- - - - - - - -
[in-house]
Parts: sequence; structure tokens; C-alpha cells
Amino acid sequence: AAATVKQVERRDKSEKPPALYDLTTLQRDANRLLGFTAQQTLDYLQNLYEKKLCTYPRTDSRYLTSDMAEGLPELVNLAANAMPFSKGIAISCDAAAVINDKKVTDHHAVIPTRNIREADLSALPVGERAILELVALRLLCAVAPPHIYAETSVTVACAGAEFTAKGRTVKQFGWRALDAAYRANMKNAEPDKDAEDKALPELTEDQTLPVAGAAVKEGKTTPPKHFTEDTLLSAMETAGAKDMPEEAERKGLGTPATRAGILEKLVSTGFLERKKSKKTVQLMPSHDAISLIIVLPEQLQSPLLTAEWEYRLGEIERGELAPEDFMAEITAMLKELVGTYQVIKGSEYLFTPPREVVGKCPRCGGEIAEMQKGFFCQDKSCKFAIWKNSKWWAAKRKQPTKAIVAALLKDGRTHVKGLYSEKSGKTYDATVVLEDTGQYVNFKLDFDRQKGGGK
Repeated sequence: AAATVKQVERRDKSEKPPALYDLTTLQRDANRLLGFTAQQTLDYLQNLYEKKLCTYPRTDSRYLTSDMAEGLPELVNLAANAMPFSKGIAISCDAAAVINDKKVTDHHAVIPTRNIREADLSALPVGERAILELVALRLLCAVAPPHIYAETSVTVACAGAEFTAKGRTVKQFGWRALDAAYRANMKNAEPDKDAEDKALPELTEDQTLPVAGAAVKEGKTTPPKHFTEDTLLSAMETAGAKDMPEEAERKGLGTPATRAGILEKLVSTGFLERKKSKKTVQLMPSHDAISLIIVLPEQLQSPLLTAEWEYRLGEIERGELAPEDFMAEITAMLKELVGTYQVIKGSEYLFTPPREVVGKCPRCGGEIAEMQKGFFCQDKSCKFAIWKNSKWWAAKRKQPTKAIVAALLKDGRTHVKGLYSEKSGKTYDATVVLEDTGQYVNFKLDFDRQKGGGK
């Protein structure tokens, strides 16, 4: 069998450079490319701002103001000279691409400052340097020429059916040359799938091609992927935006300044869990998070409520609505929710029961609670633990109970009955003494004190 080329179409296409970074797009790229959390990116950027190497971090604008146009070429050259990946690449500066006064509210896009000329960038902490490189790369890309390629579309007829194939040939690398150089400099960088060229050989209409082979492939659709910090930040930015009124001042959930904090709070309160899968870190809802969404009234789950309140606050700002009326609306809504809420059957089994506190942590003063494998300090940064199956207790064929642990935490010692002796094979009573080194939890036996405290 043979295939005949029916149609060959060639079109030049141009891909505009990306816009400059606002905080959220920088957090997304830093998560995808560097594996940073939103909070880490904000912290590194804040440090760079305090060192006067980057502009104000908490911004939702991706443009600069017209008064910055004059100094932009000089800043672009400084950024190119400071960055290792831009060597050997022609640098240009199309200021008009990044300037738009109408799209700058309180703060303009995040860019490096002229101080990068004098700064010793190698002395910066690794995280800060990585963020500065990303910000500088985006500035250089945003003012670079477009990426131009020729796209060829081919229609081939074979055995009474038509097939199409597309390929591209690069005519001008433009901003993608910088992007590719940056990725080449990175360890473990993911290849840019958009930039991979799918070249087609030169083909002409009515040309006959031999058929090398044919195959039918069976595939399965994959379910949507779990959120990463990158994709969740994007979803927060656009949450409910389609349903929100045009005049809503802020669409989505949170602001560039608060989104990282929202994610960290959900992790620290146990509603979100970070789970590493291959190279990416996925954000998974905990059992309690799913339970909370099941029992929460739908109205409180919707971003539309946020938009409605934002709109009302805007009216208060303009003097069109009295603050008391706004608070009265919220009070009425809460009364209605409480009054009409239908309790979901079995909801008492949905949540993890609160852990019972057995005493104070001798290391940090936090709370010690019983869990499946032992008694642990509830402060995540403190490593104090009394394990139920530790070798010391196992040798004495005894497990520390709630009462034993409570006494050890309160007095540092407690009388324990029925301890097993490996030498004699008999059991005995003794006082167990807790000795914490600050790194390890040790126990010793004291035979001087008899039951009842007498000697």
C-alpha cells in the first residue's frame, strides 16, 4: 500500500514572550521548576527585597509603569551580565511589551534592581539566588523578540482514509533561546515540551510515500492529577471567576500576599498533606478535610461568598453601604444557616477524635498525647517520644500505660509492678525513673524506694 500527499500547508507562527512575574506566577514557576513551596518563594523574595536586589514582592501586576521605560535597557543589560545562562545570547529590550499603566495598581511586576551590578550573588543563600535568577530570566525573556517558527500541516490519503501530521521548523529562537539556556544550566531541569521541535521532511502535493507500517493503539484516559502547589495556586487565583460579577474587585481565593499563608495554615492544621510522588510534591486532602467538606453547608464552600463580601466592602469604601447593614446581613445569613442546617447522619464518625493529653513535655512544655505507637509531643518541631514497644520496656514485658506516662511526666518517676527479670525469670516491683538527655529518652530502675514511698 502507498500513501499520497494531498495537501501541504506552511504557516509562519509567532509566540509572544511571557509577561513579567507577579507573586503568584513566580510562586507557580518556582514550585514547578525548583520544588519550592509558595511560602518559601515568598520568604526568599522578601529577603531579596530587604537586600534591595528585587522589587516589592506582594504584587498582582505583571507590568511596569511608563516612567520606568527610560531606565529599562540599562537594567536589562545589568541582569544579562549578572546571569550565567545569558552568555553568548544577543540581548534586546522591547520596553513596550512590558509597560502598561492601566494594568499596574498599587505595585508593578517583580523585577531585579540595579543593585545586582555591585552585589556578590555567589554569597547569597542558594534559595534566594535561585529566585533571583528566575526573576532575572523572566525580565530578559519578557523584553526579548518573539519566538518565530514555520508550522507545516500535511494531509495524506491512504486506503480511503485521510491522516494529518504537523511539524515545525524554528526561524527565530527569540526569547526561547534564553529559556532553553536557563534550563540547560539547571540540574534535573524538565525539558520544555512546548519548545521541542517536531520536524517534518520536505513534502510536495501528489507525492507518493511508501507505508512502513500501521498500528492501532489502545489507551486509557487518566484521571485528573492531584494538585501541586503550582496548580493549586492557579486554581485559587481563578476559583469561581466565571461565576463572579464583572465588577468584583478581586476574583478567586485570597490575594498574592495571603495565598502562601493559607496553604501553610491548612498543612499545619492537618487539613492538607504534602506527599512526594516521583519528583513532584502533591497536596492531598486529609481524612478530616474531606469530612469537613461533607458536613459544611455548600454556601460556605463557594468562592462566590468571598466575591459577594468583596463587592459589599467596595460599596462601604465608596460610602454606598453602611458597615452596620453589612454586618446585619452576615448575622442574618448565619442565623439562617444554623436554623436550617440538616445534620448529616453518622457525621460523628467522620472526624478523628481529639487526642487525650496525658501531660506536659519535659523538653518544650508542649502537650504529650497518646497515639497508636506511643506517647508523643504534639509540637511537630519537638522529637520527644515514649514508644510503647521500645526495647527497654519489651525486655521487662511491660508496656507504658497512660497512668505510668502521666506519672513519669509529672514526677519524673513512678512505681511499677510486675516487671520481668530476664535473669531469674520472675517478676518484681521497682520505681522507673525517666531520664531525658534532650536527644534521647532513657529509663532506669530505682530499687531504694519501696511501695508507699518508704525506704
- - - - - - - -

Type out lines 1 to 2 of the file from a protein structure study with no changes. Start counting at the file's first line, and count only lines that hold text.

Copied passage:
[in-house]
Parts: sequence; structure tokens; C-alpha cells